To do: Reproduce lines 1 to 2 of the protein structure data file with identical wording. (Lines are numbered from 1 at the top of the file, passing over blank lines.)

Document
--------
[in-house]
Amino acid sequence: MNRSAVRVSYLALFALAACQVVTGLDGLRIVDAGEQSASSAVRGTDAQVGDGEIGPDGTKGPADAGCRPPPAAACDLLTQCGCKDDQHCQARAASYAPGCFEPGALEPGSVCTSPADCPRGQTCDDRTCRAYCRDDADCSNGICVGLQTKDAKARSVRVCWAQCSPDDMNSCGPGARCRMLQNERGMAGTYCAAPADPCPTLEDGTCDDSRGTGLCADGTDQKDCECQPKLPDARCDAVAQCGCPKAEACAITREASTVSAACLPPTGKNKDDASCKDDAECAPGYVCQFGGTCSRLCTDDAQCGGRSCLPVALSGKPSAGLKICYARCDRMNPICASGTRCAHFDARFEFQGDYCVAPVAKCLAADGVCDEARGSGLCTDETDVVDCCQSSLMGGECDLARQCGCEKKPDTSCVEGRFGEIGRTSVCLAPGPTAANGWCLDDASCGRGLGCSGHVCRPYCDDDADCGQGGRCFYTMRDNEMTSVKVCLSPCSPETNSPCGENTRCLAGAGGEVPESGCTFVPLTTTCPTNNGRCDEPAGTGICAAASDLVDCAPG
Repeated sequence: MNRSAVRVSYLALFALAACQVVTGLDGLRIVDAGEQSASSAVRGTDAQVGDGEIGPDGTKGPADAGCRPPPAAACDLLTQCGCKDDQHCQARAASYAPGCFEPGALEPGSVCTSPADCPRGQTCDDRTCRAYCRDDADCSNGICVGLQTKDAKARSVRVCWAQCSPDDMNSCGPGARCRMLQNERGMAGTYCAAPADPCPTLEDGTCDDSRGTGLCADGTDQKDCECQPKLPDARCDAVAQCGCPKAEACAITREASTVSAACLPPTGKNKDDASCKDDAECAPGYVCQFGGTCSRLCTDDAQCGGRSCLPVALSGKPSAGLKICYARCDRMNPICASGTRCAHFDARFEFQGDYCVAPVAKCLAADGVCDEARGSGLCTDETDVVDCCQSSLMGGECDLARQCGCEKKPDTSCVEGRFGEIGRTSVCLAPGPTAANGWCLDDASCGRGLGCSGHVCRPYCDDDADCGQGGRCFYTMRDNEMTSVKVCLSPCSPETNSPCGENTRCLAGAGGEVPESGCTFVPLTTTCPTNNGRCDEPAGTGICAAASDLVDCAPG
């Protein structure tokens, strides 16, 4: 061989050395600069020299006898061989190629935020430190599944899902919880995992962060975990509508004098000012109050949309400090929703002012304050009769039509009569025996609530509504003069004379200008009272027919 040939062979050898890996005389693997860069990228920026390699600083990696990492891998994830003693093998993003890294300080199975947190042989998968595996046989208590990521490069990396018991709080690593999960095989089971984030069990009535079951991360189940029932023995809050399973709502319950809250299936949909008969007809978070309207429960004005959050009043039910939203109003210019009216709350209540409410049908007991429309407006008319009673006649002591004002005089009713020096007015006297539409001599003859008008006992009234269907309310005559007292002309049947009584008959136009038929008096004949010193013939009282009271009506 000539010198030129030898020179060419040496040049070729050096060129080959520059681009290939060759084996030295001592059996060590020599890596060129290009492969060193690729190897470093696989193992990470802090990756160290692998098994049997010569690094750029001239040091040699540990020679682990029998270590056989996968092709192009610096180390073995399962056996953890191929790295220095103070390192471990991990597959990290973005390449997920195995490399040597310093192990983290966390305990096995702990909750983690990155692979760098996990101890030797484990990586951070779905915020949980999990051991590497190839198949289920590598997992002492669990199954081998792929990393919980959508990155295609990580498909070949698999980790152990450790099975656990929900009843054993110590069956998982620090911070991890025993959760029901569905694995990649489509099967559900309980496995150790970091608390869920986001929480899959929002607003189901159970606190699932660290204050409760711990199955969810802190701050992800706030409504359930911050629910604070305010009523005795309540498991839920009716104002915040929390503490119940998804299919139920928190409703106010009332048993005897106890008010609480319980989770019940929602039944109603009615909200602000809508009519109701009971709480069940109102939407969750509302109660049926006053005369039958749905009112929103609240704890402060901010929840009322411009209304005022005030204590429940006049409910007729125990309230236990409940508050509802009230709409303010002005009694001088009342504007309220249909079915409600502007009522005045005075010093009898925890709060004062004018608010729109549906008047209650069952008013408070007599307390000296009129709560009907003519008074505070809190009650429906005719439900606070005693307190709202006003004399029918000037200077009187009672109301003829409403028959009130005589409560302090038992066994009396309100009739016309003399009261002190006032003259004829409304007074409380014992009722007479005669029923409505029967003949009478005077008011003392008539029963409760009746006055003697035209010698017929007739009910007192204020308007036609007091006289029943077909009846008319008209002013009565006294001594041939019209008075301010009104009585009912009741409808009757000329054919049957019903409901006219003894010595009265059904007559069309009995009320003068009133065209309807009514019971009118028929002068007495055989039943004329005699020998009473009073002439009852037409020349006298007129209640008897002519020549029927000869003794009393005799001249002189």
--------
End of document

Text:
[in-house]
Amino acid sequence: MNRSAVRVSYLALFALAACQVVTGLDGLRIVDAGEQSASSAVRGTDAQVGDGEIGPDGTKGPADAGCRPPPAAACDLLTQCGCKDDQHCQARAASYAPGCFEPGALEPGSVCTSPADCPRGQTCDDRTCRAYCRDDADCSNGICVGLQTKDAKARSVRVCWAQCSPDDMNSCGPGARCRMLQNERGMAGTYCAAPADPCPTLEDGTCDDSRGTGLCADGTDQKDCECQPKLPDARCDAVAQCGCPKAEACAITREASTVSAACLPPTGKNKDDASCKDDAECAPGYVCQFGGTCSRLCTDDAQCGGRSCLPVALSGKPSAGLKICYARCDRMNPICASGTRCAHFDARFEFQGDYCVAPVAKCLAADGVCDEARGSGLCTDETDVVDCCQSSLMGGECDLARQCGCEKKPDTSCVEGRFGEIGRTSVCLAPGPTAANGWCLDDASCGRGLGCSGHVCRPYCDDDADCGQGGRCFYTMRDNEMTSVKVCLSPCSPETNSPCGENTRCLAGAGGEVPESGCTFVPLTTTCPTNNGRCDEPAGTGICAAASDLVDCAPG